• The Holy Spirit can burden teachers to pray about a matter and then to teach on it for the ongoing progress of those who listen. Let us never forget the help that our Friend from heaven gives through his work in the souls of those that speak to us. Part of it might come from the teacher’s own observations and those given to him by others, but often the Spirit leads those that teach into the word to help the hearers in a special way. When the Spirit urges us to pray for others about some need, you can be sure that there is a reason.
  • Though we might be doing what the Spirit teachers, we all need to grow in our faith and practice. No one has arrived. Yes, we might be strong in faith or love or hope. But really, how much greater is your faith than a mustard seed? Are you overflowing with hope? How much stronger and deeper ought your love to be? Remember that in all points, the measuring point of the new covenant way of life is “as I have loved you” (John 13:34-35; 15:12).
  • God has taught every Christian to love one another. This is an interior, life-changing act by the Spirit of God. It’s what happens when we’re born again from above. He gives us an inward impulse to reach outward in love toward each other. Yet, this inward teaching still needs the instruction from the Holy Scriptures. It is always the Spirit and the word!

So then my friends, this unneeded teaching is much need. Let us respond by loving one another “more and more”.

Grace and peace, David

A Place for You (Part Two)

DSCN02401 Corinthians 12:7-26

Christ’s people have a variety of functions in his spiritual body (12:14). This is illustrated by hands, feet, eyes, ears and noses (12:15-18). The Spirit of God is teaching us that there are clearly defined bodily functions and parts of the body to fulfill those functions.

Your position in the church is an adult son; you have authority to minister because you are a priest; the place of your ministry is determined by God. Since we have spiritual gifts and have been shaped by the Spirit to serve, we perform various spiritual functions in the local gathering of saints (church) we attend. To use the illustration, God makes you, a priest and an adult son, to act as a hand, a foot, an eye, an ear or a nose.

Many parts are necessary in the body for all spiritual functions to be fulfilled (12:17). Clearly, this makes the spiritual maturity of every member of the body important. In the new covenant way of life, this is very important. (I will spare you from an overdose of adjectives and adverbs, but I’m pausing here so that you will reflect on this point.) The new covenant way of life is not about pressing people to conform under a code of laws, rules, etc. This “checklist morality” is the focus for Christian behavior that many people are zealous to enforce by “church discipline”. But that is not my subject. The new covenant way of life is about people in Christ sharing life in the Spirit, which involves mutual service. You do not achieve service by investigating whether everyone is keeping the code. You serve because you have a vital relationship with others that impels you to show concern by practical actions for the benefit of each other. It is a sense that all of us, yes, all of us, are necessary for the spiritual health and progress and mission of our local gathering. For example, your timely use of your gift of encouragement might be what the Spirit uses in me today to persevere in the struggles of life. The personal Spirit enables spiritual people to provide care for Christ’s people.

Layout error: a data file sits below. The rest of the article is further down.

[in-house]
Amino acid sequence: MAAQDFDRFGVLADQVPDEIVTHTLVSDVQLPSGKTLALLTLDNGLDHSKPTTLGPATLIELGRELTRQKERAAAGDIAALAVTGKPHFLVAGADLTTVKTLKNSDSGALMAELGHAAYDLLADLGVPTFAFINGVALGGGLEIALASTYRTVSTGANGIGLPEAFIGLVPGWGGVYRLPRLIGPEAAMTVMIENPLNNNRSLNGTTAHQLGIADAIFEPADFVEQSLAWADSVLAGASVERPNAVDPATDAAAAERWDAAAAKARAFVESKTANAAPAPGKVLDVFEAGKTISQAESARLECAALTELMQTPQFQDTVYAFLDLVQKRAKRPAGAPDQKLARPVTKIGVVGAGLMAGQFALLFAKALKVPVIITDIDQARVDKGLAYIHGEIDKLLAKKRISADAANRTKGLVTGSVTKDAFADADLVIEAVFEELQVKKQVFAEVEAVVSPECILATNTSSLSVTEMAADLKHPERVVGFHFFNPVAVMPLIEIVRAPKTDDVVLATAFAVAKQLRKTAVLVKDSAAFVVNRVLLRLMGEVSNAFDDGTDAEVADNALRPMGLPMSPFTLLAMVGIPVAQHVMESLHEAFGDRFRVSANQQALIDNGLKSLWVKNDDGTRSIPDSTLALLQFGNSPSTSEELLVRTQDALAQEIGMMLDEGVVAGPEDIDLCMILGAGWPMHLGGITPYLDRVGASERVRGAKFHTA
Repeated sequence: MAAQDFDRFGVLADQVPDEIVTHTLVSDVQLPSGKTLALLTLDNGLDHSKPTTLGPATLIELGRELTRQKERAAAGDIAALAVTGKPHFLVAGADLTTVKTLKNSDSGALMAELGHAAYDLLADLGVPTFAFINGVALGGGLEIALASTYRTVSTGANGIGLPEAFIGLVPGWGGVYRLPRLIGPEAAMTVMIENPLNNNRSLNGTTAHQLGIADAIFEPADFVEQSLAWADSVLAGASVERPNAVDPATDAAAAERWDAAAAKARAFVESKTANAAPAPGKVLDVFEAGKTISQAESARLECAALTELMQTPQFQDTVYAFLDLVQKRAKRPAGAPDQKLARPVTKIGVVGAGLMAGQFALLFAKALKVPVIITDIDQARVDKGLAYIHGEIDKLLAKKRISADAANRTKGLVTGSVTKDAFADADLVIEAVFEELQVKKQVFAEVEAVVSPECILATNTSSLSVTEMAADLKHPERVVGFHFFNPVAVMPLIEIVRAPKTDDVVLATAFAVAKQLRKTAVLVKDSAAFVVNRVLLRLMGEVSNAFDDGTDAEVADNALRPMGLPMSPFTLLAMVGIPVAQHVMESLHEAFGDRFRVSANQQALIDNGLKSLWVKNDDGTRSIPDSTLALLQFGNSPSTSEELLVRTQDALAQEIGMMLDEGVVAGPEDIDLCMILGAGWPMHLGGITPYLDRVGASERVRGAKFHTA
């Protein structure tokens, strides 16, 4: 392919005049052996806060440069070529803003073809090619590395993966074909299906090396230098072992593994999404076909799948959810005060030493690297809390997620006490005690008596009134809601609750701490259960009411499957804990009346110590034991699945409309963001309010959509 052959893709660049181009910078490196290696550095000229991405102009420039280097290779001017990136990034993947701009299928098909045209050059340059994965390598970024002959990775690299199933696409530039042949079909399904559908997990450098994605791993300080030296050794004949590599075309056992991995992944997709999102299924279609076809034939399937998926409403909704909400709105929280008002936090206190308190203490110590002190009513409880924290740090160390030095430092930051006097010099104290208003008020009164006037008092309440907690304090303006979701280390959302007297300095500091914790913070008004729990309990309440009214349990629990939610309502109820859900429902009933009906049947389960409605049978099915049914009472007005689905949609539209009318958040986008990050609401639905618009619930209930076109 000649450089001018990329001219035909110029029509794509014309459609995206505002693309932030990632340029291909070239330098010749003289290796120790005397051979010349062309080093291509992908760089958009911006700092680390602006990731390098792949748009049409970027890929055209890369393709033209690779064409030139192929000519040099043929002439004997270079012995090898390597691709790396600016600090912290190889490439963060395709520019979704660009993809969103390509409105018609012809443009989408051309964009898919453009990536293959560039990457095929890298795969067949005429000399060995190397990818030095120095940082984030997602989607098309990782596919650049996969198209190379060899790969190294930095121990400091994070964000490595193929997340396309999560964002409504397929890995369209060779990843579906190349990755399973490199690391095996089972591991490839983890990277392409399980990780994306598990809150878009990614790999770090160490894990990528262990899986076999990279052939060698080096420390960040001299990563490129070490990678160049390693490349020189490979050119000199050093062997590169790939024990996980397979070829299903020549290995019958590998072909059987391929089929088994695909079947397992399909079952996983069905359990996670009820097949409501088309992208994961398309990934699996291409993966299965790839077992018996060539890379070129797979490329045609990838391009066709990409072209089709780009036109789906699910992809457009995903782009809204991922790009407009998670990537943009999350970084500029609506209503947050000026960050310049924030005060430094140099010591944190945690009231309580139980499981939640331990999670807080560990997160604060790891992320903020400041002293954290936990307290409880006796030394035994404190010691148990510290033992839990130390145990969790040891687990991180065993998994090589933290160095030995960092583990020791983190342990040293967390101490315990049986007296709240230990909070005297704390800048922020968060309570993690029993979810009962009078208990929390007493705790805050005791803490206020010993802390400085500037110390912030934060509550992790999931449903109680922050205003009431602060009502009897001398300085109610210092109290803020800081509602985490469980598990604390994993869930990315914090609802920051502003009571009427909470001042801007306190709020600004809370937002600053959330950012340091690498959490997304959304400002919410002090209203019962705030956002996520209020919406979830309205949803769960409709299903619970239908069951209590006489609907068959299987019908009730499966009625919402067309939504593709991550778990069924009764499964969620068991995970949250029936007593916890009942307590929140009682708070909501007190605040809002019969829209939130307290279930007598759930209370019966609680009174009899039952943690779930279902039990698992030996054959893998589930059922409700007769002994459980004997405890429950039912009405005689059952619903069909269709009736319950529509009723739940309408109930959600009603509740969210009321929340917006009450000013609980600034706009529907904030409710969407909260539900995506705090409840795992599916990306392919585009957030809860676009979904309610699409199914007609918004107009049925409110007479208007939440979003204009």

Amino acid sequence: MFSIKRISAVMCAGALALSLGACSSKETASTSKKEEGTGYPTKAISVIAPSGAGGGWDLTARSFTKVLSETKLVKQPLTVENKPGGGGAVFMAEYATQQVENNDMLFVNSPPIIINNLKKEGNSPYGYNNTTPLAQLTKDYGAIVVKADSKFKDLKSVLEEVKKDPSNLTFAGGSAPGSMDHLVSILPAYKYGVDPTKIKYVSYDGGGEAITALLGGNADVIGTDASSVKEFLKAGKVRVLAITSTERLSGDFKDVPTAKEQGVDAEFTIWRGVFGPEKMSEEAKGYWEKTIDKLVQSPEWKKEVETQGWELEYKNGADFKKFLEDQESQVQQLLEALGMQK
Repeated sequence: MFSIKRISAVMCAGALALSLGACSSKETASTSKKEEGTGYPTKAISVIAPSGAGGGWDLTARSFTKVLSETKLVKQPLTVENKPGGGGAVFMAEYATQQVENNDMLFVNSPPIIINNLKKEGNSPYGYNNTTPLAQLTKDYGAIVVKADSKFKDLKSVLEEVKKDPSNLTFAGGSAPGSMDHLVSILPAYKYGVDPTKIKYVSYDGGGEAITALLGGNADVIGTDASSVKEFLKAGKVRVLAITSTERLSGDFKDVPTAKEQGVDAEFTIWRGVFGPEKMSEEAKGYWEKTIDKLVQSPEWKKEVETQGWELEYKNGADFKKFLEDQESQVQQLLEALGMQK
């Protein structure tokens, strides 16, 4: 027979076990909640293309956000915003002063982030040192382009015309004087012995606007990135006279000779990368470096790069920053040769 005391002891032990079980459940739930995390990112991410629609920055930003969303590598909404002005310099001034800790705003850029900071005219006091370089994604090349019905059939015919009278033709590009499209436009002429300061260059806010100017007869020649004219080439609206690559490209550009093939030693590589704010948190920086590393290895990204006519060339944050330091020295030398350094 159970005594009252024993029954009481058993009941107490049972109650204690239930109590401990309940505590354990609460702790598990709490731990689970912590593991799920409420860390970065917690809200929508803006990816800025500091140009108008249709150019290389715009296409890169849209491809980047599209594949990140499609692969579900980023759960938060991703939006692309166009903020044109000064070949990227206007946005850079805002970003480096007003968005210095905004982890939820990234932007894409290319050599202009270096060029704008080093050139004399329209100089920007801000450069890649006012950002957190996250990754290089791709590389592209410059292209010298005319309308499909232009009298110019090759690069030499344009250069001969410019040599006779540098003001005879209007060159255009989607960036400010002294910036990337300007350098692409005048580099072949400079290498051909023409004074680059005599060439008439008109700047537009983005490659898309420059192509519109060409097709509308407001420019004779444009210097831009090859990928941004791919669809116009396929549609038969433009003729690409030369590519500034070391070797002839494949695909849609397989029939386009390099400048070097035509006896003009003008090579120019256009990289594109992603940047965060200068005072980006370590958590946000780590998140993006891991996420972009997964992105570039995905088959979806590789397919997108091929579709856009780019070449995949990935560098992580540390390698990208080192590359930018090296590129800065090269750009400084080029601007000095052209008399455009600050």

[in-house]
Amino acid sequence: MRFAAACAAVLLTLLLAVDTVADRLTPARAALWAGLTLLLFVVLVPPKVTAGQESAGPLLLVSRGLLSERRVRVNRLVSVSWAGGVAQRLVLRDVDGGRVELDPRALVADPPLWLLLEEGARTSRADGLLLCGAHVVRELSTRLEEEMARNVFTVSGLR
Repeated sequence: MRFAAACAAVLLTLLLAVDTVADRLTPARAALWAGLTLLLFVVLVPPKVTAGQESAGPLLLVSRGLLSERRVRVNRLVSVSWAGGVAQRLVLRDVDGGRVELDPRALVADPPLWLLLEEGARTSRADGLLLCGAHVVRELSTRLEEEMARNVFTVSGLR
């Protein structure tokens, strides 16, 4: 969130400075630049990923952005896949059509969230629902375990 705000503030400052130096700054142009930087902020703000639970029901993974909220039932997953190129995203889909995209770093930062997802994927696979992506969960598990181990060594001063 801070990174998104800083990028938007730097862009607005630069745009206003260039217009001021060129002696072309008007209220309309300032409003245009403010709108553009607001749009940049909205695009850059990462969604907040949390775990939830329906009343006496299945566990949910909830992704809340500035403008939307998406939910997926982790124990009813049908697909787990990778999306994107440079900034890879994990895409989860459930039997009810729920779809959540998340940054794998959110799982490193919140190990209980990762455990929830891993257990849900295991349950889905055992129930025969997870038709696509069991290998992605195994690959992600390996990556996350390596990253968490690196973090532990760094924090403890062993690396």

So then, think on a couple ideas. First, a few people cannot possibly do everything. God intends a better way. That better way is the involvement of every member of the assembly. Some people have remarkable people skills that bring people to open up their hearts to each other. It is a joy to behold. Second, the tragedy is that people gifted by the Spirit are not fulfilling their function. This means that some parts of body ministry are left unfulfilled and other parts are weakly done by members unequipped to do them. They see the need and valiantly seek to serve, but… it would be so much better if those with the right spiritual skill sets were doing them. Try lifting your fork to your mouth with your ear! I don’t think the job will be done very well. If you are thinking, “That’s ridiculous! You can’t pick up a fork with your ear!” then you might be able to understand the weakness of the church in our time.

In every local church, God arranges the parts as he intended (12:18-20). If the Lord has saved you and brought you to a gathering of his people, he clearly has a purpose for you to fulfill in it. God your Father wants you to experience the joy of fulfilling his purpose for you as you share life with others. You find your purpose by learning the needs of the body and your desires and abilities in reference to those needs. Others should notice your gifts. But you can’t wait for others to push you to do it. I don’t want someone to tell my liver every morning, “Please do your liver thing, whatever it is.” Start to serve one another in love, and the Spirit will provide insight to you and others that you are learning to function in your local church. If you are not connecting with other followers of Christ, seek a local gathering to join this week.

Grace and peace, David